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Urban Gardening

Featured GAPS* Gardener

Get to know our Certified GAPS* Coaches & Practitioners that enjoy gardening!

Christy Nestor | Featured GAPS Gardener | GAPS Diet & Protocol | Living in Wellness
Christy Nestor (CGC)

Gardening Bio

Location/Zone: Perth, Western Australia, Zone 4 

What type of Garden:  Garden beds and some pots

Gardening Experience: My husband is the main gardener in our home. We’ve done conventional gardening here and there since we have our home in 2007. However, since we’re doing GAPS we focus more on growing edible gardens for these past few years.

What do you like to grow: Garlic, herbs (thyme, rosemary, sage, basil, dill, parsley, spring onions), tomatoes, chokos, zucchini, rhubarb, lemon grass, carrots, garden companion flowers as well as some indoor plants and succulents.

Favorite item to grow: Below-ground vegetables like garlic, an easy set-and-forget plant, always successful and we cook with it quite a bit.
Least favorite item to grow: Leafy vegetables like lettuce because snails keep eating them.
Recommended item to grow for beginners: Garlic, herbs like rosemary and thyme (great additions to our meat stocks).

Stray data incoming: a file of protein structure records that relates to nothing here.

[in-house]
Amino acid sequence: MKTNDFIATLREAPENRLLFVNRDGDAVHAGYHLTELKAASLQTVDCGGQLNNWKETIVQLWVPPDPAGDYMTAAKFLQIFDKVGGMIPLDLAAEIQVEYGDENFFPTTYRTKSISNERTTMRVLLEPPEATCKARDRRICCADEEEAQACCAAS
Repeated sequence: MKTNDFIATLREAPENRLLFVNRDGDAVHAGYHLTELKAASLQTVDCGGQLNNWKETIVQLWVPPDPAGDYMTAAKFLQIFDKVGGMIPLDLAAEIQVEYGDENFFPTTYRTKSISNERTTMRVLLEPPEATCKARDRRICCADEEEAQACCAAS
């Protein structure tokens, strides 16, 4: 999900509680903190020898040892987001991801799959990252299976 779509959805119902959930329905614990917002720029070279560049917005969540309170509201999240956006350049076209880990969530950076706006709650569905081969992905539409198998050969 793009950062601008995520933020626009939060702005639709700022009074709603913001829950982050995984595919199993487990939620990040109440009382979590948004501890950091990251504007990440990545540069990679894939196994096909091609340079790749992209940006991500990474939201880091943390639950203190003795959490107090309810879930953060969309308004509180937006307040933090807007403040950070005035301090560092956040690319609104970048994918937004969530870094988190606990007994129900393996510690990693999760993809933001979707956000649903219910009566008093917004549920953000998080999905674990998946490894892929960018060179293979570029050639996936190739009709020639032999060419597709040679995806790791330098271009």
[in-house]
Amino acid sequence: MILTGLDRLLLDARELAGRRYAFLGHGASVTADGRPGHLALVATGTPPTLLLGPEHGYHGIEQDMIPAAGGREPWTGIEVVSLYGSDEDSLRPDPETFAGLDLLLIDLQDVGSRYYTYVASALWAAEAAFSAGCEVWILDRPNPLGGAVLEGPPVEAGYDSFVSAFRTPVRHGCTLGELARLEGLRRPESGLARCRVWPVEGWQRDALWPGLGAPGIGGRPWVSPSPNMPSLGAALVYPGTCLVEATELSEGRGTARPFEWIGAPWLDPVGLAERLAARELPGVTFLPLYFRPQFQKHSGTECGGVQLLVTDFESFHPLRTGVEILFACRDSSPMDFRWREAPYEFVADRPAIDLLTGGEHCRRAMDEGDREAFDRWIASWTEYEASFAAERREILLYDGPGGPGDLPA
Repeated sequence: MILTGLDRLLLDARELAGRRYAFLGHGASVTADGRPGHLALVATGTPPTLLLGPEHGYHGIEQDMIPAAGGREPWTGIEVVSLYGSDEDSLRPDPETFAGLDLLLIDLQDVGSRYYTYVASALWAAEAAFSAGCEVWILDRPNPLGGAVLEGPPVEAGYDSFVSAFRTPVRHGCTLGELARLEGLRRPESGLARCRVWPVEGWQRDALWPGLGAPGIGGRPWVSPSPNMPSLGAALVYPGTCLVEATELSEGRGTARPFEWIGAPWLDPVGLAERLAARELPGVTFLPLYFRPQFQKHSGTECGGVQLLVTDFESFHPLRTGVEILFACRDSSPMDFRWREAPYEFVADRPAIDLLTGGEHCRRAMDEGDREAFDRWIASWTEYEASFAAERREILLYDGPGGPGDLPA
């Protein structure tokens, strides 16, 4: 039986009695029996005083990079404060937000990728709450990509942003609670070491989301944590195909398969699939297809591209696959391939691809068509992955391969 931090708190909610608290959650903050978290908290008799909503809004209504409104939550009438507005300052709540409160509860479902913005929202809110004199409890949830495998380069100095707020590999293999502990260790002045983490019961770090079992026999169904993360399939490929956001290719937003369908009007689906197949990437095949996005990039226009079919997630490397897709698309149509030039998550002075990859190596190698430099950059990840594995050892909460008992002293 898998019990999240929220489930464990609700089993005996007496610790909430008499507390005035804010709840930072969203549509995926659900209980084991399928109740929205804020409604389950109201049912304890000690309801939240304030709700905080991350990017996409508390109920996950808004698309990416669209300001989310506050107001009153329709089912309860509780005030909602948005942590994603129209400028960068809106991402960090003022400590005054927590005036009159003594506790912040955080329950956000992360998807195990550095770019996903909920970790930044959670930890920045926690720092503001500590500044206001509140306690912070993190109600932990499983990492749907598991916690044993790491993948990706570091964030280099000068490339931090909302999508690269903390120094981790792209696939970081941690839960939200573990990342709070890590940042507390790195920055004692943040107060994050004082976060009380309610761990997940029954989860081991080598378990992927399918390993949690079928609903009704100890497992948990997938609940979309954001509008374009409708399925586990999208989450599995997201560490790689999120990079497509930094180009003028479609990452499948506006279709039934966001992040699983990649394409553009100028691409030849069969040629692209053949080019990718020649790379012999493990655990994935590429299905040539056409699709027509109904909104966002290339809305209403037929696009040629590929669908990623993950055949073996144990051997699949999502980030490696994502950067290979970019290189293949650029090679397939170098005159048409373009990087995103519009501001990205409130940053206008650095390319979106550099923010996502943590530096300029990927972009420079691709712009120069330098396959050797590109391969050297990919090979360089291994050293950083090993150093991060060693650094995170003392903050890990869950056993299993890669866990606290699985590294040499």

"My appreciation for growing our own food only started when my family started doing GAPS. The cost of buying organic food, and understanding the journey of the plants themselves, is what lead me there. I’m very grateful for my husband who loves gardening. He takes care of our garden while I tell him what to grow and cook with the produce we have in our garden.

We are still at an early stage of establishing our edible garden and still have a long way to where we want it to be. For a long time, we were thinking of garden designs, improving the watering system, what to grow etc. But now we realised, we just have to start, plant some of the things we’d like to eat and see if it grows. These days we are embracing nature to do its own work. Letting the plants grow to seed and sow themselves so that the garden is populated with them. Appreciating weeds for what they add to the soil. As long as plants grow, we are getting the benefit of having an edible garden."

Garden Photos

(click to enlarge photos)

Profile Updated: 

January 24, 2024

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